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John F. Straube Kohta Ueno. Low Energy Design in New England:. How Low Can You Get?. February 10, 2011.

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Presentation Transcript
slide2

Efficiency Vermont is a Registered Provider with The American Institute of Architects Continuing Education Systems (AIA/CES). Credit(s) earned on completion of this program will be reported to AIA/CES for AIA members. Certificates of Completion for both AIA members and non-AIA members are available upon request.This program is registered with AIA/CES for continuing professional education. As such, it does not include content that may be deemed or construed to be an approval or endorsement by the AIA of any material of construction or any method or manner of handling, using, distributing, or dealing in any material or product.

Questions related to specific materials, methods, and services will be addressed at the conclusion of this presentation.

learning objectives
Learning Objectives

At the end of this program, participants will be able to:

  • Learn recommendations and priorities for designing and building very low energy buildings, such as PassivHaus and NetZero Energy Homes, in the cold climates of the northeast
  • Prioritize air sealing, ventilation, windows, renewable energy and mechanical system choices
slide4

Course Evaluations

In order to maintain high-quality learning experiences, please access the evaluation for this course by logging into CES Discovery and clicking on the Course Evaluation link on the left side of the page.

overview low energy design approaches
Overview: Low Energy Design Approaches
  • Why are we fighting?
  • Okay, a few things we disagree on…
    • But the more I read, the less difference I saw.
  • Degree of passion on this topic
    • Lack of dog in the fight
  • Debating skills (and lack thereof)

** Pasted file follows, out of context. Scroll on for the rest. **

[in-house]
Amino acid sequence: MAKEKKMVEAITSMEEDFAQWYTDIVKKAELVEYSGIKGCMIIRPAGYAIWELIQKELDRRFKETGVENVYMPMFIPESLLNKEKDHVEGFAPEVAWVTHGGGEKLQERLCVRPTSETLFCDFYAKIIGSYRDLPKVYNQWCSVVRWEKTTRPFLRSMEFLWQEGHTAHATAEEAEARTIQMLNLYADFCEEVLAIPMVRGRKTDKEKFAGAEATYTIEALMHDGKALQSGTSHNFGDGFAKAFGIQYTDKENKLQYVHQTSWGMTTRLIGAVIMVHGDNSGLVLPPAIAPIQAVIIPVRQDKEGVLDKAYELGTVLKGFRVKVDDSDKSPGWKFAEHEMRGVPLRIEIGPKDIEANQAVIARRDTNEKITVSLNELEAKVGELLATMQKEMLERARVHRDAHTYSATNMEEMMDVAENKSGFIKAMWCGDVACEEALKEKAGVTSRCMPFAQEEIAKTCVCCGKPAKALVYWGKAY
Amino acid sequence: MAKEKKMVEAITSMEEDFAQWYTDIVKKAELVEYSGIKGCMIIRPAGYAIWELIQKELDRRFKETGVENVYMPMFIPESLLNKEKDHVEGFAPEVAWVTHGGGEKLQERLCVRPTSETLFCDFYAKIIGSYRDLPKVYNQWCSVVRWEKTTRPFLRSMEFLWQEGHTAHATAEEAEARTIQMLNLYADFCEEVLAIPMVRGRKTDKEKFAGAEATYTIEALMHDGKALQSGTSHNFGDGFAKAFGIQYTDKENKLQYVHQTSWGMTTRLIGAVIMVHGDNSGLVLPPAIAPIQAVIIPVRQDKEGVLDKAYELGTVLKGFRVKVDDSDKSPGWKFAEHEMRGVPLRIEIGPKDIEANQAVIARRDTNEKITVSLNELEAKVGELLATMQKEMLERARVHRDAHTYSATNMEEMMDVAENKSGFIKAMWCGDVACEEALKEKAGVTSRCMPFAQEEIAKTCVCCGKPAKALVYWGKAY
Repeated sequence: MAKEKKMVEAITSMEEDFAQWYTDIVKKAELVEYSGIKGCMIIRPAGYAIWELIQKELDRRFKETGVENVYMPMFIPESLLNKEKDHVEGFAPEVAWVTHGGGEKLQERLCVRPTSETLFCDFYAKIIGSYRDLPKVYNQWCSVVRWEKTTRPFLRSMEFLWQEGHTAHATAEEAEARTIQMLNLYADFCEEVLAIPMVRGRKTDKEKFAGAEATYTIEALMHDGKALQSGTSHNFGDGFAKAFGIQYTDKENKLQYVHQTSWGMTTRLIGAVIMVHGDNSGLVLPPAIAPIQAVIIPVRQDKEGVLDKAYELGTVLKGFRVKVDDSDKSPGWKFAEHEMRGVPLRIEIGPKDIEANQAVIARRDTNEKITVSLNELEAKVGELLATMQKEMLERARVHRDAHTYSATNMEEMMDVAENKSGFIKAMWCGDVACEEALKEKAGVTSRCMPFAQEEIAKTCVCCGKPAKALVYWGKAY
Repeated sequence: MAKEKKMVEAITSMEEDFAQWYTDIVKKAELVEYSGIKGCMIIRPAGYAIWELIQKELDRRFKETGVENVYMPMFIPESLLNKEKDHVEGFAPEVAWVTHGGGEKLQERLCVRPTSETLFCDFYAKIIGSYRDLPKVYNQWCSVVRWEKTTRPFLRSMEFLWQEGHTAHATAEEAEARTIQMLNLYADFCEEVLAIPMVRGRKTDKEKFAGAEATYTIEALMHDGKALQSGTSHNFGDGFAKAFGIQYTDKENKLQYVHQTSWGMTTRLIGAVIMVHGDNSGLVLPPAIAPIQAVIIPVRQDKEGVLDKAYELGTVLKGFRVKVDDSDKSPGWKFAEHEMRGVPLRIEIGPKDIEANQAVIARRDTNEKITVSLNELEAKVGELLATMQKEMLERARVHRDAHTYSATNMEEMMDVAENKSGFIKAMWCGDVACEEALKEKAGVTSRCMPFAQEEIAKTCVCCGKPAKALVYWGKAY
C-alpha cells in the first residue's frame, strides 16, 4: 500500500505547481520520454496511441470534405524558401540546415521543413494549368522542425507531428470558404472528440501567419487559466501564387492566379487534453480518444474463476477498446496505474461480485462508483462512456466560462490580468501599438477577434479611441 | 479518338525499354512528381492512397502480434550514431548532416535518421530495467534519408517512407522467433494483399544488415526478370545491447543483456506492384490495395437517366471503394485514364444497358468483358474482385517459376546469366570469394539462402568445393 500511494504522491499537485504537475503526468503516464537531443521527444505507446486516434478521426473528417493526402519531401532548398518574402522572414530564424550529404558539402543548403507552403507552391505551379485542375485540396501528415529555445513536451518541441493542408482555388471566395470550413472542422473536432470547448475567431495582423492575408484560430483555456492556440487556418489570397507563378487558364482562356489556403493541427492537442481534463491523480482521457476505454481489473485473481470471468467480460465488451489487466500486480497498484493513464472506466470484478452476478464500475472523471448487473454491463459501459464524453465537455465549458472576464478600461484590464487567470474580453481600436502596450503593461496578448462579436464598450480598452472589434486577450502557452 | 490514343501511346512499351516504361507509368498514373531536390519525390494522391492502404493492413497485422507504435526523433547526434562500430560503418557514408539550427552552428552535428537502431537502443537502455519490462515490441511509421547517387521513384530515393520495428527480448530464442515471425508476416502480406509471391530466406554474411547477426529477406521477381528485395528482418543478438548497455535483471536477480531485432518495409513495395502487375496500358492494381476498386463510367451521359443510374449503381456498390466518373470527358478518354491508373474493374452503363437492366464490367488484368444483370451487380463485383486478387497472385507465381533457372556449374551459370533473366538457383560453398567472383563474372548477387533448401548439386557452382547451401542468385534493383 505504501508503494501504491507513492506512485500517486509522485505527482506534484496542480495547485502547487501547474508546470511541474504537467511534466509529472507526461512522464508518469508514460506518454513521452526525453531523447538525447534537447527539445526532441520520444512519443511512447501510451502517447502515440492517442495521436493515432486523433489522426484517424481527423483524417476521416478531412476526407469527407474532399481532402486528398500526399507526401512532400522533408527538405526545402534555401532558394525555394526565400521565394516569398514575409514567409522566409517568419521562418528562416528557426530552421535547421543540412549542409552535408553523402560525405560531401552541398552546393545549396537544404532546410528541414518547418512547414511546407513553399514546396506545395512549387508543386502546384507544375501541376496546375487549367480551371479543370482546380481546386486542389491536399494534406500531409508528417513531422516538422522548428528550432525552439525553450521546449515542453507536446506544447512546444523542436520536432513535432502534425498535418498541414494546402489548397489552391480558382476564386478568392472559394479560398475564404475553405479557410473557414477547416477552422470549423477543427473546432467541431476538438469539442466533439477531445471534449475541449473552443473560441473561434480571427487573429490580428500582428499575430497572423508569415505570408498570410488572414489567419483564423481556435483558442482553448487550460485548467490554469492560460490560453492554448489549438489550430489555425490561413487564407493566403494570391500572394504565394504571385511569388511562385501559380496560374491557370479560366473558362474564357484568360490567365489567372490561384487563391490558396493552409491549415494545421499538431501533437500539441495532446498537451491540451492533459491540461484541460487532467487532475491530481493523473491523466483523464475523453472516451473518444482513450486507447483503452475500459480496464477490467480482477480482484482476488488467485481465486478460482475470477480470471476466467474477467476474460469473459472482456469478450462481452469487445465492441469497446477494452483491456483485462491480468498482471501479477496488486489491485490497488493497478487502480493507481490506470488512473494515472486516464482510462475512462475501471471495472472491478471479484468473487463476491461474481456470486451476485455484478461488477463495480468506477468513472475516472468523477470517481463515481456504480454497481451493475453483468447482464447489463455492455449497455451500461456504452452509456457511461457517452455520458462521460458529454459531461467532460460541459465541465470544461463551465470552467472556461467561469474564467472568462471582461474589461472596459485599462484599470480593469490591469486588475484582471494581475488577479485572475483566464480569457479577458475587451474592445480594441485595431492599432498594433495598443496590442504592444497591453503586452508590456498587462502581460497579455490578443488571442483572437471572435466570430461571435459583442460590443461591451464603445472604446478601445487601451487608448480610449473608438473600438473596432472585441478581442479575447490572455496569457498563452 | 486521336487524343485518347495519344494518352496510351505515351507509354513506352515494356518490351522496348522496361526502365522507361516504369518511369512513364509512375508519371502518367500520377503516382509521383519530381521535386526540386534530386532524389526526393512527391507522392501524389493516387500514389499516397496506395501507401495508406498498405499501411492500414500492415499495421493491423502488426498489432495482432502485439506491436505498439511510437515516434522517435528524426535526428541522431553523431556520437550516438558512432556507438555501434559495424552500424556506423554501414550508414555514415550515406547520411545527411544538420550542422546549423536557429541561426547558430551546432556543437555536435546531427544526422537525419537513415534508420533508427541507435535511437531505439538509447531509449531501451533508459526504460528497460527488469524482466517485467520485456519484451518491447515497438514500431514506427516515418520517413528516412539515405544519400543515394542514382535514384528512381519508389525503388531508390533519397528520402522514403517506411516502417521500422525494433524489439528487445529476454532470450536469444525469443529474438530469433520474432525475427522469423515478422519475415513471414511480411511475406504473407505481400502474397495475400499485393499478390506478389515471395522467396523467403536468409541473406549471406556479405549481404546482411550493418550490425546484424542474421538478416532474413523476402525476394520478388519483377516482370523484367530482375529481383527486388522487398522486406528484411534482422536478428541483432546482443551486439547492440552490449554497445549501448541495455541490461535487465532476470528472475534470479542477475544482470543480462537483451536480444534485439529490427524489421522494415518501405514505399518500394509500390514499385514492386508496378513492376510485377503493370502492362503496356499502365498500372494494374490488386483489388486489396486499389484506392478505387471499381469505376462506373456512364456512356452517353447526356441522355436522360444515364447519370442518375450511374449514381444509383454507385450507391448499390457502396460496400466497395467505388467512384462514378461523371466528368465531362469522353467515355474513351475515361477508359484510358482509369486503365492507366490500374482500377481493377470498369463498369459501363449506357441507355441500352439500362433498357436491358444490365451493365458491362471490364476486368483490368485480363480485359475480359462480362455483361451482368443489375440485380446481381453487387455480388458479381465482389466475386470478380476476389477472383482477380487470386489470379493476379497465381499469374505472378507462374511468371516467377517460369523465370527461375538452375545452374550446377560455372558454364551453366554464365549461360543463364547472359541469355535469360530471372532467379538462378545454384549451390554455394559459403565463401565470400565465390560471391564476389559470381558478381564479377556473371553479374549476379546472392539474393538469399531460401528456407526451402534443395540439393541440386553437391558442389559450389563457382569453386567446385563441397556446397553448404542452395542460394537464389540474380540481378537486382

diminishing returns of insulation
Diminishing Returns of Insulation

R-5 to R-10

R-20 to R-25

Minneapolis climate; 33’ x 50’ basement; 8’ tall

diminishing returns basement slab
Diminishing Returns (Basement Slab)

R-25 to R-30

Minneapolis climate; 33’ x 50’ basement; 8’ tall

capital investment vs operating cost

Minimum

Cost Point

Neutral Cost Point

Capital Investment vs. Operating Cost

Higher Energy costs

“Least Cost”

Curve

All Energy Related Costs, $

Lower cost conservation

Incremental, Energy

Related Mortgage

Costs

Underlying Source: Dr. Ren Anderson, NREL

Source Energy Reduction

but yes insulation works
But Yes, Insulation Works…
  • Doesn’t need maintenance
  • Doesn’t break down (lasts a really long time)
    • (Hopefully)
  • Difficult and expensive to retrofit later
  • Analysis that accounts for this?
slide11

Cost Effectiveness: Beyond Simple Payback

Energy saved over lifetime of measure

Component lifetime

“Cost per unit of

energy saved”

Cost of upgrade

Source Energy Savings (from typical analysis)

slide12

Cost Effectiveness: Beyond Simple Payback

Basement Slab R-25 to R-30

4 kWp Photovoltaic System

but what about the other loads
But What About the Other Loads?
  • Domestic hot water
  • Plug (“miscellaneous end use loads”/MELs)
  • Yes, heating is the biggest energy load in a cold climate.
    • But…
0 6 air changes per hour @ 50 pa
0.6 Air Changes per Hour @ 50 Pa
  • 0.6 ACH 50
  • How difficult and costly?
    • 3 ACH 50 easy in production setting
    • 1.5 ACH 50 effort, training, materials
  • And how effective?
    • Depends on climate
  • Restrictions on building geometry? (i.e., simple shapes only)
    • Maybe a good thing—simpler = easier to air seal
    • Living within “climate limitations”
    • How many people will accept it?
ventilation
Ventilation
  • Energy benefit of heat recovery:
    • Depends on ventilation rate (ASHRAE 62.2?)
    • Depends on outdoor climate
  • Basic off the shelf HRV: 0.6 W/CFM, 63% efficient
  • High end HRV: 0.75 W/CFM, 80% efficient motor
  • Δ savings=$11/year (@ $1.65/therm & $0.15/kWh)
  • $1000-1200 premium for high end HRV
net zero buildings
Net Zero Buildings
  • With enough money, we can build net zero or net positive houses that look “funky cool” or “normal”
  • We have the technology
  • Is the expense worth it?
    • Depends. Today it is expensive.
    • How many tens of thousands of $ to save that last $50/year?
  • Is net positive the best solution? What about off-site wind, hydro, biomass, natural gas, etc.
conclusions
Conclusions
  • Any building is a set of allocation of a limited set of resources—financial, societal, etc.
  • PassivHaus tells people not to pile PVs on a bad house to “make up for their sins.”

Research Report – 1005: Building America Special Research Project: High

R-Value Enclosures for High Performance Residential Buildings in All Climate Zones